‘We wanted to be here’

In a lifetime in the news business, Nafsinger said the Flood of ‘96 remains a unique experience.

“I’d never covered anything like that, and I haven’t since,” she said. “We don’t have major events like that, not around here. For the Tualatin River to flood like that, it’s incredible.”

The flood waters receded after a few days, but for weeks afterward, Nafsinger said, the story was the same: How will the community rebuild?

“You could see the damage everywhere,” said Mike Lucas, who worked as a Tigard reporter with The Times in 1996. “After the flood, we walked around Tualatin and there were swirls of mud and dirt and mulch from landscaping everywhere. There was this dried film on the homes and businesses from the high water. People had their garage doors open airing everything out.”

Lucas, who now lives in Bordentown, N.J., still works for the paper, providing The Times’ weekly political cartoons.

“(Ingram) and I came across a couple in some apartments on Boones Ferry. Their apartment was just destroyed,” Nafsinger remembered. “I felt so bad for them. They lost everything. They took us in and we walked on their squishy carpet.”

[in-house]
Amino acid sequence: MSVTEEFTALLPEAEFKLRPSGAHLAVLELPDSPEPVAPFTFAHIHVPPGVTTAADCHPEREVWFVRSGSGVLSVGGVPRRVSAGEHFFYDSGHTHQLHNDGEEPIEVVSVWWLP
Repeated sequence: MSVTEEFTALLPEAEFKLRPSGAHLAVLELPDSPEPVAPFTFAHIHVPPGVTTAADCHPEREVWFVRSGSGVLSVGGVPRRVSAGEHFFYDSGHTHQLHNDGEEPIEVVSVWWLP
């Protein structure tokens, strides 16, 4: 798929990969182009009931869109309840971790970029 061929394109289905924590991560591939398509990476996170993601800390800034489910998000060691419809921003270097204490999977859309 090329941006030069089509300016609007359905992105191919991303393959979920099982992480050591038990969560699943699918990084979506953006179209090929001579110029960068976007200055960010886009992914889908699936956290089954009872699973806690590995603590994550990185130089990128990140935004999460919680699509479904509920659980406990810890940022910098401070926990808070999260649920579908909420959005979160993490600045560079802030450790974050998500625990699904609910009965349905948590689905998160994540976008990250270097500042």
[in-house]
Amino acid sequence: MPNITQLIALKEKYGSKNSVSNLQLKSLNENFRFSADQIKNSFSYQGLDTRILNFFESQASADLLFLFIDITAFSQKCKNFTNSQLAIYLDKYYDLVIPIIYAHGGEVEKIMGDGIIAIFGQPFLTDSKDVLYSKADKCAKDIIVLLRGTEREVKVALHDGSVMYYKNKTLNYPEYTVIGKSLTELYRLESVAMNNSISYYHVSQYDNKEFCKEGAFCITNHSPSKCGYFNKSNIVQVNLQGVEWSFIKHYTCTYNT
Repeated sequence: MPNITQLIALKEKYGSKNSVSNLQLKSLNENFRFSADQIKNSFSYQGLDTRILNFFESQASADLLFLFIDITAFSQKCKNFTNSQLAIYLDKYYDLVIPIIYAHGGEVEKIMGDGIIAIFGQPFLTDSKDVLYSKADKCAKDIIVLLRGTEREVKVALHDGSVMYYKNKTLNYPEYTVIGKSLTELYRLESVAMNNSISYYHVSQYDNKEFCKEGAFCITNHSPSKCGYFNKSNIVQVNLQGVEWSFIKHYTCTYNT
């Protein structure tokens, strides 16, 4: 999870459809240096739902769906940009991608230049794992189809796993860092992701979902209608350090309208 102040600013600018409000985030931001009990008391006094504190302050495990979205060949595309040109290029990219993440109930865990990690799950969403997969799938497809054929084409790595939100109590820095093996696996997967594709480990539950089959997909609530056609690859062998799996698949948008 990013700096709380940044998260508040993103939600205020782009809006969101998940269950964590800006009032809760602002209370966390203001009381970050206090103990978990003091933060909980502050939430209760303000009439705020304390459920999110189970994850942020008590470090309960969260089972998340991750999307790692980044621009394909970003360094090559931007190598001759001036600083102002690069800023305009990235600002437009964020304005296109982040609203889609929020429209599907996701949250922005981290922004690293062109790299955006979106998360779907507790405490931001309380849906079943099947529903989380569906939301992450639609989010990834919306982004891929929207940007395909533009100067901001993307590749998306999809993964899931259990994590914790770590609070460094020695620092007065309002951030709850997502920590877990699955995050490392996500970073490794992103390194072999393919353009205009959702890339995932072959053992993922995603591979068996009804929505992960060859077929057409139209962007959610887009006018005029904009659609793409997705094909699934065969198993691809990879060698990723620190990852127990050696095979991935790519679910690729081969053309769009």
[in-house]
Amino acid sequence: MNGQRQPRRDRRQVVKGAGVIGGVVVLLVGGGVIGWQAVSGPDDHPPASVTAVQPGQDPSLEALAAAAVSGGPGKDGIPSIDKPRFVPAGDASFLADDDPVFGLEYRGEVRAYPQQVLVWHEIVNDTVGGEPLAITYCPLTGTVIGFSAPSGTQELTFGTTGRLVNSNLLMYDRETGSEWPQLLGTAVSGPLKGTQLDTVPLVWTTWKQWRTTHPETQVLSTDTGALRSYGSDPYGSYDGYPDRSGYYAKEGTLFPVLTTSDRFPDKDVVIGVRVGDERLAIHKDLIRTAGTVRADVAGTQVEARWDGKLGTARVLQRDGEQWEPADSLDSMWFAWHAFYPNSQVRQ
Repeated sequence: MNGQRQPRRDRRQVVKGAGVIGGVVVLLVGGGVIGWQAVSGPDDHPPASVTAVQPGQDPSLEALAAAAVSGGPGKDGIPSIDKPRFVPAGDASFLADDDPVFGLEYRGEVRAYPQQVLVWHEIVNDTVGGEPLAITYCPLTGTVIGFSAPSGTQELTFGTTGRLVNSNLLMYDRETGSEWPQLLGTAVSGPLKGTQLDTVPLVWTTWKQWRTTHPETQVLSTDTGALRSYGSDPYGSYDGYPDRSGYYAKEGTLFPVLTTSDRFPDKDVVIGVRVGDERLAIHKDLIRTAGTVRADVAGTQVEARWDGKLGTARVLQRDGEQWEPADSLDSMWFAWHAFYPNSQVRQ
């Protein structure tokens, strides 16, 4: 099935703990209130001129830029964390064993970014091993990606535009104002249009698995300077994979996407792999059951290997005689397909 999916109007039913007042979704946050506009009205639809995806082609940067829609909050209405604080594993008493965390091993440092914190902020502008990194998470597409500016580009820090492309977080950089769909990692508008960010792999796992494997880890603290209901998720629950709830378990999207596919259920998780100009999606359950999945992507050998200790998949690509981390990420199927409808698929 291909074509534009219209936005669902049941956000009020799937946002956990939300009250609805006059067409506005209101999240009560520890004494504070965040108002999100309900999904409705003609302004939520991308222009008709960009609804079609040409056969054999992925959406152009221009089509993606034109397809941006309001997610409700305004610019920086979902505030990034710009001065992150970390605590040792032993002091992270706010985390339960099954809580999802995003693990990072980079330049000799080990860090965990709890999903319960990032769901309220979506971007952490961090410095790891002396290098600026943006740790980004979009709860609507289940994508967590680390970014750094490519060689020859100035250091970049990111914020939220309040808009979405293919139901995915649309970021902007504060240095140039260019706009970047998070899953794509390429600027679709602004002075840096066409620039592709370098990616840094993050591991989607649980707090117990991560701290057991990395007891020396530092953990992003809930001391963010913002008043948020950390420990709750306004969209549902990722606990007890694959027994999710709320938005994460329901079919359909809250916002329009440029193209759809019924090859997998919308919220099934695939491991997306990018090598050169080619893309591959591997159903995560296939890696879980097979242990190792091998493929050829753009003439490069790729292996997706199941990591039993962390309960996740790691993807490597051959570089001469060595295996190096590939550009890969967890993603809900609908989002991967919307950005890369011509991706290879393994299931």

The furniture was destroyed, Nafsinger said, and their electronics were ruined. They had done what they could to move things up out of the way, but it hadn’t been enough.

“They had tried to stop the water by putting up bookcases, but it came through and trashed the place,” she said. “They were this nice middle-aged couple. She’d been crying a lot, you could tell, and he kept saying that nobody cares about poor people, what were they going to do? I took out my notebook and started scribbling names and organizations for them to call.

“I was telling them, ‘Call this number. Call that number. Call FEMA. Call the city,” Nafsinger said. “They didn’t think anybody was going to help them. There was a man who lived upstairs, he didn’t lose a Kleenex, but those guys lost everything.”

For 13 days straight, reporters from The Times covered the flood and its damage. Nafsinger said she doesn’t regret a moment of it.

“Nobody had to tell us to come in,” Nafsinger said. “We wanted to be here to see what was happening. We just understood that we needed to keep following what was happening, every day. We kept coming in, knowing that something was going on and that we might be missing something.”

By Geoff Pursinger
Assistant Editor, The Times